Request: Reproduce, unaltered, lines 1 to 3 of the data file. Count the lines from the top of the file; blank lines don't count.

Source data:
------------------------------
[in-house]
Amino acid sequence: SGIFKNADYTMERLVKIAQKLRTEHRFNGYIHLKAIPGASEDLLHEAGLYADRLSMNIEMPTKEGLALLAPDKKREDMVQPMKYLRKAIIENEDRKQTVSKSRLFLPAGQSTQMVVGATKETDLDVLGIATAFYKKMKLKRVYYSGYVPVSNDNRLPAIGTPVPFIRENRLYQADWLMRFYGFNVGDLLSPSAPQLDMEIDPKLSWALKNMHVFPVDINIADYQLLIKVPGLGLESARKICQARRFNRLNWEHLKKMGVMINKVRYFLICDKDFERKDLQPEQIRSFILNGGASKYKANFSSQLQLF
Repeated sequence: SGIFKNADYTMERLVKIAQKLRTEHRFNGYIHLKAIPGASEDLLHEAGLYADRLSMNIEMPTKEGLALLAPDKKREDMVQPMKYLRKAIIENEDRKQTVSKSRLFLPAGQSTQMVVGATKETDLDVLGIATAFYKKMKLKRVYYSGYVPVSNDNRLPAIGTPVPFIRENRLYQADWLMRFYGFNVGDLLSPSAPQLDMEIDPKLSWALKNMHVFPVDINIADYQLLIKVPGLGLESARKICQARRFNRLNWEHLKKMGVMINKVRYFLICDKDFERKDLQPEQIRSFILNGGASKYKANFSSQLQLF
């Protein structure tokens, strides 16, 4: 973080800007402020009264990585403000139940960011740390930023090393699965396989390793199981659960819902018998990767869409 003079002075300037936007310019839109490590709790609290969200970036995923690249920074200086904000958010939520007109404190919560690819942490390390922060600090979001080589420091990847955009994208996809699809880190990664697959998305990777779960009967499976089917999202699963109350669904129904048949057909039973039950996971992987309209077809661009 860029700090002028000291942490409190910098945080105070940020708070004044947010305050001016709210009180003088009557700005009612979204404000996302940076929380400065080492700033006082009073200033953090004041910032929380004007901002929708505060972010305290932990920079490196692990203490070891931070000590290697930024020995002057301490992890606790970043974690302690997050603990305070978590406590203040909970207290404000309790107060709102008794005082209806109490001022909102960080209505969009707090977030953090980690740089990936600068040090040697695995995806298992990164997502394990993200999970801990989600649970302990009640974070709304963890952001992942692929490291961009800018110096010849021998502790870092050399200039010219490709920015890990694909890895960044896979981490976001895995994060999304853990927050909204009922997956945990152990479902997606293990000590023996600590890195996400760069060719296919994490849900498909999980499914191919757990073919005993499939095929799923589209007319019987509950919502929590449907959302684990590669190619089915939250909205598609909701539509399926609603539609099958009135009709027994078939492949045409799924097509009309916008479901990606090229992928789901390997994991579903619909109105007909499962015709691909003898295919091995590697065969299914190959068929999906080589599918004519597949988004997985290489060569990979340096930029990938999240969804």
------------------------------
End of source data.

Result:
[in-house]
Amino acid sequence: SGIFKNADYTMERLVKIAQKLRTEHRFNGYIHLKAIPGASEDLLHEAGLYADRLSMNIEMPTKEGLALLAPDKKREDMVQPMKYLRKAIIENEDRKQTVSKSRLFLPAGQSTQMVVGATKETDLDVLGIATAFYKKMKLKRVYYSGYVPVSNDNRLPAIGTPVPFIRENRLYQADWLMRFYGFNVGDLLSPSAPQLDMEIDPKLSWALKNMHVFPVDINIADYQLLIKVPGLGLESARKICQARRFNRLNWEHLKKMGVMINKVRYFLICDKDFERKDLQPEQIRSFILNGGASKYKANFSSQLQLF
Repeated sequence: SGIFKNADYTMERLVKIAQKLRTEHRFNGYIHLKAIPGASEDLLHEAGLYADRLSMNIEMPTKEGLALLAPDKKREDMVQPMKYLRKAIIENEDRKQTVSKSRLFLPAGQSTQMVVGATKETDLDVLGIATAFYKKMKLKRVYYSGYVPVSNDNRLPAIGTPVPFIRENRLYQADWLMRFYGFNVGDLLSPSAPQLDMEIDPKLSWALKNMHVFPVDINIADYQLLIKVPGLGLESARKICQARRFNRLNWEHLKKMGVMINKVRYFLICDKDFERKDLQPEQIRSFILNGGASKYKANFSSQLQLF